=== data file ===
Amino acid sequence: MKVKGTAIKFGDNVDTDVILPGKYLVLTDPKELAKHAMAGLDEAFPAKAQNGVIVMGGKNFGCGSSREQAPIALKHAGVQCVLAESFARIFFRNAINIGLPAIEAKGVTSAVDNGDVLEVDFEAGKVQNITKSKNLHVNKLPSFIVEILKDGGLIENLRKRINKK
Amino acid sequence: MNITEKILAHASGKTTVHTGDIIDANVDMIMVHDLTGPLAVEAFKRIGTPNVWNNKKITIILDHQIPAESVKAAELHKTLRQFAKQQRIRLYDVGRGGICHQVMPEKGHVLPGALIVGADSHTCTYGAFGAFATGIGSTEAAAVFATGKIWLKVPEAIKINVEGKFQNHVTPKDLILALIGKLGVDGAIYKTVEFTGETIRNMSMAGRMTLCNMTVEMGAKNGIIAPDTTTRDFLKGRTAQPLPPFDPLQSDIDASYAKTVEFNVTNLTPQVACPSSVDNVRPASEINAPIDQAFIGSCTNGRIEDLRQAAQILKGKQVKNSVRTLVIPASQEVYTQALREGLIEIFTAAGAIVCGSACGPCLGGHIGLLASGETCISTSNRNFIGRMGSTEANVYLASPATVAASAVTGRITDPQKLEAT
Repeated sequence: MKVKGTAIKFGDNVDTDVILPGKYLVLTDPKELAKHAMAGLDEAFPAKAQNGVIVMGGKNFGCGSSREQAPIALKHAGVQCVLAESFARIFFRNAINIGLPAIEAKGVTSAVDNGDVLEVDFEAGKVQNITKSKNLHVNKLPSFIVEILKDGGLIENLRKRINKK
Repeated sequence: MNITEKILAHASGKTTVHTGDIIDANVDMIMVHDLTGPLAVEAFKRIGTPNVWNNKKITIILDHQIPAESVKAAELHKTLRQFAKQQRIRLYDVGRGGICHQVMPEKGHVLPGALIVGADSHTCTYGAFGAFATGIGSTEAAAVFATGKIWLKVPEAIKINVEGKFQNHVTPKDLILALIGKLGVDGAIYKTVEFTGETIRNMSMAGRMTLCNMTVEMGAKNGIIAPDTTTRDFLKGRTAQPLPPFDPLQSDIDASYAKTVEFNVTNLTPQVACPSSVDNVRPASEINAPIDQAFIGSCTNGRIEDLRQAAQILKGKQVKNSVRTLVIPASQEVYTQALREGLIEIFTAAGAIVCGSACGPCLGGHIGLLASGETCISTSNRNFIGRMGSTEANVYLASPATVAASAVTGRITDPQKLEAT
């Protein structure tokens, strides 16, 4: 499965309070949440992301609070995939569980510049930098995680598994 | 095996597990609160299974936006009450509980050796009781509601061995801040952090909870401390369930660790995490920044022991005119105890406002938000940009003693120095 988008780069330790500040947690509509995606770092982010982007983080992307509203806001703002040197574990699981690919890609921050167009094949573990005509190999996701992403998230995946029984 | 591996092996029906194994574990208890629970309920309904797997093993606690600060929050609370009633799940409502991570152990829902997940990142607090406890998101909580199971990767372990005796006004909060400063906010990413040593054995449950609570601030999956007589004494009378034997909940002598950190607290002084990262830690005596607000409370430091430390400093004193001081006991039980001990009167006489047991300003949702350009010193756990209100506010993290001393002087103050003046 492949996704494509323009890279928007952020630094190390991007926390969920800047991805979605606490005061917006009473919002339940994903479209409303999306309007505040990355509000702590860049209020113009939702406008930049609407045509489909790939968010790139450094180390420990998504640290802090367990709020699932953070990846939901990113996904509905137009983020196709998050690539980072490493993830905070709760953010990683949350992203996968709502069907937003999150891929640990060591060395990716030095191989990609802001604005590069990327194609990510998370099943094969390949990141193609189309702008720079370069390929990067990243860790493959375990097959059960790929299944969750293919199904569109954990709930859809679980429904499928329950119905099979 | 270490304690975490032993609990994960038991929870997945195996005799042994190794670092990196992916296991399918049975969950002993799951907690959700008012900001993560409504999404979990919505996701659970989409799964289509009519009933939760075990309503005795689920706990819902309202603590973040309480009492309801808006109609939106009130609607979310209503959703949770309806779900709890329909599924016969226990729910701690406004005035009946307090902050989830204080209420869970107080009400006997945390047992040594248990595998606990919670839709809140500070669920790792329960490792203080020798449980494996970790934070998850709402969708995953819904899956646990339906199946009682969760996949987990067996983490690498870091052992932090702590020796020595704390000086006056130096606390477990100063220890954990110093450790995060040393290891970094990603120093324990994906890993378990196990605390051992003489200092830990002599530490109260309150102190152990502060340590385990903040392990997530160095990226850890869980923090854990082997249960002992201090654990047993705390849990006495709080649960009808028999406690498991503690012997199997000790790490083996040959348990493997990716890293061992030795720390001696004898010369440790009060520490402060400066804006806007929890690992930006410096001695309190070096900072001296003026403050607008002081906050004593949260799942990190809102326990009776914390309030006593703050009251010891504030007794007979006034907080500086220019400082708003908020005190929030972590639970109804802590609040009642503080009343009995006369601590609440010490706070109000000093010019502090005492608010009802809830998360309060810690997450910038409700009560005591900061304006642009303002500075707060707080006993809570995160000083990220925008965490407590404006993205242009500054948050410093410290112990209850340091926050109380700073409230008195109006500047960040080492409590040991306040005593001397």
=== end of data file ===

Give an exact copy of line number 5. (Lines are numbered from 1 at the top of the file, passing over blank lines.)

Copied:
């Protein structure tokens, strides 16, 4: 499965309070949440992301609070995939569980510049930098995680598994 | 095996597990609160299974936006009450509980050796009781509601061995801040952090909870401390369930660790995490920044022991005119105890406002938000940009003693120095 988008780069330790500040947690509509995606770092982010982007983080992307509203806001703002040197574990699981690919890609921050167009094949573990005509190999996701992403998230995946029984 | 591996092996029906194994574990208890629970309920309904797997093993606690600060929050609370009633799940409502991570152990829902997940990142607090406890998101909580199971990767372990005796006004909060400063906010990413040593054995449950609570601030999956007589004494009378034997909940002598950190607290002084990262830690005596607000409370430091430390400093004193001081006991039980001990009167006489047991300003949702350009010193756990209100506010993290001393002087103050003046 492949996704494509323009890279928007952020630094190390991007926390969920800047991805979605606490005061917006009473919002339940994903479209409303999306309007505040990355509000702590860049209020113009939702406008930049609407045509489909790939968010790139450094180390420990998504640290802090367990709020699932953070990846939901990113996904509905137009983020196709998050690539980072490493993830905070709760953010990683949350992203996968709502069907937003999150891929640990060591060395990716030095191989990609802001604005590069990327194609990510998370099943094969390949990141193609189309702008720079370069390929990067990243860790493959375990097959059960790929299944969750293919199904569109954990709930859809679980429904499928329950119905099979 | 270490304690975490032993609990994960038991929870997945195996005799042994190794670092990196992916296991399918049975969950002993799951907690959700008012900001993560409504999404979990919505996701659970989409799964289509009519009933939760075990309503005795689920706990819902309202603590973040309480009492309801808006109609939106009130609607979310209503959703949770309806779900709890329909599924016969226990729910701690406004005035009946307090902050989830204080209420869970107080009400006997945390047992040594248990595998606990919670839709809140500070669920790792329960490792203080020798449980494996970790934070998850709402969708995953819904899956646990339906199946009682969760996949987990067996983490690498870091052992932090702590020796020595704390000086006056130096606390477990100063220890954990110093450790995060040393290891970094990603120093324990994906890993378990196990605390051992003489200092830990002599530490109260309150102190152990502060340590385990903040392990997530160095990226850890869980923090854990082997249960002992201090654990047993705390849990006495709080649960009808028999406690498991503690012997199997000790790490083996040959348990493997990716890293061992030795720390001696004898010369440790009060520490402060400066804006806007929890690992930006410096001695309190070096900072001296003026403050607008002081906050004593949260799942990190809102326990009776914390309030006593703050009251010891504030007794007979006034907080500086220019400082708003908020005190929030972590639970109804802590609040009642503080009343009995006369601590609440010490706070109000000093010019502090005492608010009802809830998360309060810690997450910038409700009560005591900061304006642009303002500075707060707080006993809570995160000083990220925008965490407590404006993205242009500054948050410093410290112990209850340091926050109380700073409230008195109006500047960040080492409590040991306040005593001397």